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Hey Australia, Stop Buying Tiny Dogs With Giant Heads

Those smushy faced dogs we love are really bad at breathing—but we keep buying more and more of them. Vets need you to cut it out.
April 8, 2016, 12:00am

Dear God this pug is so cute. He even has his own Instagram.

Australia has a problem with cute, tiny dogs. That is, we are buying too many. A study just released by researchers at the University of Sydney has found that registration of smushy puppers is on the up and up, and that's not good news. The thing about dogs with little bodies and big boof heads—and this is not the official term—is they're fucked.

Vets call these little dogs brachycephalic breeds, which basically means they have a short skull and smushed face. The most obvious examples are pugs and french bulldogs—though crossbreed dogs can suffer from smush too.

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Professor Paul McGreevy, who helped put together the study, explained why these puppers never seem to breathe easy. "In dogs with short skulls, the teeth get crowded and the soft palate tends to become too loose and floppy," he told VICE. "The dog then struggles to acquire oxygen, and struggles to get rid of heat because it pants less efficiently."

The cute fold on their faces aren't great either. "As for skin problems," Paul said, "the folds of facial skin can develop eczema, and the eyelid may roll onto the cornea, causing a great deal of pain and sometimes blindness."

The study itself points out these dogs usually live for four full years less than normal breeds. Given the average dog get to its 12th birthday, that's a huge chunk of time—nearly a third of their could-be life.

It's one big, cute, sad, mess. And since these dogs keep getting more popular, the study concedes vets better get ready to treat more of the same health issues, as brachycephalic doggos clog up their surgeries.

Why are we buying dogs that literally can't breathe? It could be because we're lonely and lazy. Max Zuber, a vet from the University of Sydney, told the ABC he believes it's because we're living in smaller houses—so we need accordingly downsized dogs.

Paul is hesitant to make that connection. He thinks it's something simpler, and kind of dumber than that. "I think these dogs are very fashionable, they're very cute and they're very funny. But those aren't good reasons to deprive a dog of a good quality of life." Also, because of weird a misconception, "it's possible people perceive these dogs as needing less exercise." They're a popular choice for time-poor dog parents.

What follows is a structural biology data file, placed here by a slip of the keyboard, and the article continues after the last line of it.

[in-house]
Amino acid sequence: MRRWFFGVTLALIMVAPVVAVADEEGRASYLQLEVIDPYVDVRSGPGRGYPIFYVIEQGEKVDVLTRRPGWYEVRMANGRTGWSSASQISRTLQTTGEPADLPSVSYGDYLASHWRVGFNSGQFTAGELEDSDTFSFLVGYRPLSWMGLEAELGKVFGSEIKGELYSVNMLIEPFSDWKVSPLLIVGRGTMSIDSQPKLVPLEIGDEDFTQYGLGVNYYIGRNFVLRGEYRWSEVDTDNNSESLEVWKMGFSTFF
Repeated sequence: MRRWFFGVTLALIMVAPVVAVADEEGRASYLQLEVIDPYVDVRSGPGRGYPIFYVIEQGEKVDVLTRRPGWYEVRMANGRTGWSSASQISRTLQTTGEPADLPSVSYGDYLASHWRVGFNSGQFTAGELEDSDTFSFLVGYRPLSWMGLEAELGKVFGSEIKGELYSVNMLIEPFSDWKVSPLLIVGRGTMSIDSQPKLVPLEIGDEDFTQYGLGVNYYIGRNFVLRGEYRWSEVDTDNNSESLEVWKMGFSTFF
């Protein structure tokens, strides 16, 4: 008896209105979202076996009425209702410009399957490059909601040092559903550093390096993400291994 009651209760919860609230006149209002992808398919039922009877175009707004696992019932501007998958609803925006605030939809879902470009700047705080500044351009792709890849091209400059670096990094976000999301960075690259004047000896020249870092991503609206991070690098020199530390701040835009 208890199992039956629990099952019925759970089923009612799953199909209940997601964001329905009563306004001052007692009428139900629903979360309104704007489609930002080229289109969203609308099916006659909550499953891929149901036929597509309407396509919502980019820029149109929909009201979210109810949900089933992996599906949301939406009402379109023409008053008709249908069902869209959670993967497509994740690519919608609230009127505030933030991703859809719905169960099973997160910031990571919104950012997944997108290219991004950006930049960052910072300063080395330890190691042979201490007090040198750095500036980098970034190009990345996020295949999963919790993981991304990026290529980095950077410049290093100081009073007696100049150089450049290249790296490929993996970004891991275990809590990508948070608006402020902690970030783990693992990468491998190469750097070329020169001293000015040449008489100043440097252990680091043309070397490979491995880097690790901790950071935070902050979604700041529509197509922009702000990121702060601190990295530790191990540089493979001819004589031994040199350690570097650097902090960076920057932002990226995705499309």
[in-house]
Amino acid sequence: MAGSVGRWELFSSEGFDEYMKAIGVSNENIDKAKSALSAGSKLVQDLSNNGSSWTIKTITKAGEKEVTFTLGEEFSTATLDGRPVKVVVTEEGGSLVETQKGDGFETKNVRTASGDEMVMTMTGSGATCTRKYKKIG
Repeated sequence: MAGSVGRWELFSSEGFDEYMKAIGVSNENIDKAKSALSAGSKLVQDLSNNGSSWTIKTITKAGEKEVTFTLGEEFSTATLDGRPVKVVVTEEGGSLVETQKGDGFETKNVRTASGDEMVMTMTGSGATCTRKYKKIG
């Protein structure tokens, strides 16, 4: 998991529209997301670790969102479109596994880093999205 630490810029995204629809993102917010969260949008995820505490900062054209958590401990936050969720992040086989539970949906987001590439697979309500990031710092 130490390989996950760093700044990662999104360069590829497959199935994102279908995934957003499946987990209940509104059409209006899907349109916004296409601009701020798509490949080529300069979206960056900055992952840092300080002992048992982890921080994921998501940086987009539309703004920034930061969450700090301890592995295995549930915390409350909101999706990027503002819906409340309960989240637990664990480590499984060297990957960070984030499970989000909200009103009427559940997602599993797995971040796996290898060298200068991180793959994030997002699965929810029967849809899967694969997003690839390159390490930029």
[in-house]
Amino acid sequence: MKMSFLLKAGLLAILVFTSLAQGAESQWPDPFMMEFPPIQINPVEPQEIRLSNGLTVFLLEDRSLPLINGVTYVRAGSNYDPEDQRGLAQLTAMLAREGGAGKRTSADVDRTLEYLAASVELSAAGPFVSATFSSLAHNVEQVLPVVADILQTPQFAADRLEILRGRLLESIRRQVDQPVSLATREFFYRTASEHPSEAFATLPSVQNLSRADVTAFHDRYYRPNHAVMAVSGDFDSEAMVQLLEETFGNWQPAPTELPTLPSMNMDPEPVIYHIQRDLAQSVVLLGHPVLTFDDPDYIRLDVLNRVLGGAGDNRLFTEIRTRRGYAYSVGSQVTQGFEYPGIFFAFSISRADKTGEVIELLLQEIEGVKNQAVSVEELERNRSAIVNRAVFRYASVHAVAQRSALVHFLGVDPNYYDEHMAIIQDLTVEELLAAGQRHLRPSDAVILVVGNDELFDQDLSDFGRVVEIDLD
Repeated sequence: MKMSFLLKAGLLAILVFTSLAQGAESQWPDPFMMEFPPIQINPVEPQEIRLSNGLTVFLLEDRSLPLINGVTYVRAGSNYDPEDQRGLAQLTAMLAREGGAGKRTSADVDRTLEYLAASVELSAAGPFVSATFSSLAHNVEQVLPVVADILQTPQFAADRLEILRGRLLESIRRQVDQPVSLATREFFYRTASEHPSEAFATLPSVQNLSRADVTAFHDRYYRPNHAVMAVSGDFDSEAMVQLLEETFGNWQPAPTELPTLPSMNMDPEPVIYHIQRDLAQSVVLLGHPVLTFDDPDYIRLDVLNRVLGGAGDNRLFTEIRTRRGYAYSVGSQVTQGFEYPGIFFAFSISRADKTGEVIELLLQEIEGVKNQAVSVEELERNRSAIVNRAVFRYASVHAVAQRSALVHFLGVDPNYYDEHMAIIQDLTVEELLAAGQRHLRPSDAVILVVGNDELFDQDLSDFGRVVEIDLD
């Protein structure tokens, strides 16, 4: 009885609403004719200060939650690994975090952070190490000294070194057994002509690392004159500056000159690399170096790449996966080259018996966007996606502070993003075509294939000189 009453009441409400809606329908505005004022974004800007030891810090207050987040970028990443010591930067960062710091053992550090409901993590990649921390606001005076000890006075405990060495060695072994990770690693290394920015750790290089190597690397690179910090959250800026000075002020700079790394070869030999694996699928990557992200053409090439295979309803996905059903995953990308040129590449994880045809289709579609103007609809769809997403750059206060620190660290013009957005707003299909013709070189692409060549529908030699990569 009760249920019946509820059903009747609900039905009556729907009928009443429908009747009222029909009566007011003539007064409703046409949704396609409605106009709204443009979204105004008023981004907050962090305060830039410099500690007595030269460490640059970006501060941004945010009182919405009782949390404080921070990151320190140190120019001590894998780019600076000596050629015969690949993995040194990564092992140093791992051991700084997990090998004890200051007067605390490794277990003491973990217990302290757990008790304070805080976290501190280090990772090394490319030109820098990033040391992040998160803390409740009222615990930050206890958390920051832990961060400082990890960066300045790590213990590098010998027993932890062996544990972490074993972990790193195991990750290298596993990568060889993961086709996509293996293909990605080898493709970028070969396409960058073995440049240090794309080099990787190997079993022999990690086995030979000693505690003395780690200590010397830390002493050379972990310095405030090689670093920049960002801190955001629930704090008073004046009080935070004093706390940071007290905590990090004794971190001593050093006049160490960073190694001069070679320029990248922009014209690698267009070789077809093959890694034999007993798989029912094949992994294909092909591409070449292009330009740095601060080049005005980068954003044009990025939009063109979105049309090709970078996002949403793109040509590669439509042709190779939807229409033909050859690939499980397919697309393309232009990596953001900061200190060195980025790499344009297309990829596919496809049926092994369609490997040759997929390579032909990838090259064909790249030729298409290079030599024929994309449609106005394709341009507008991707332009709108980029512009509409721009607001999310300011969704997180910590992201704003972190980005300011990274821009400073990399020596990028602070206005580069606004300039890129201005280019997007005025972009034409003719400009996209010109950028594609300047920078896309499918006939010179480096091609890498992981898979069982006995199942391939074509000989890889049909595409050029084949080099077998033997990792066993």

In short, the people responsible for the brachycephalic breed upswing could be busy city dwellers with tiny apartments who want the joy of a puppy but don't have the space or time for a normal dog. The same thing happened in New York, where the problem-riddled French Bulldog became the number one pup for city-dwellers.

This whole thing isn't great news for everyone who wanted a bobble-headed dog. It's also not too good for the Australian National Kennel Council (ANKC) because they're the group who set breeding standards for pedigree dogs—they decided that British Bulldogs should have "strikingly massive" heads and "extremely short" faces. Those are, essentially, the exact features the report advises against.

Right after the study was published, the Council jumped on Facebook to claim some of the researchers are out to "continue the relentless attack on purebred dogs." In the same post, they took the opportunity to reminded the Veterinary Faculty that their "grants to researchers at Sydney University have totalled $324,000" since 2000.

If the Uni keep up the research on brachycephalic dogs, the ANKC's breeding standards are going to look worse and worse. Wonder where they're going to put that money now.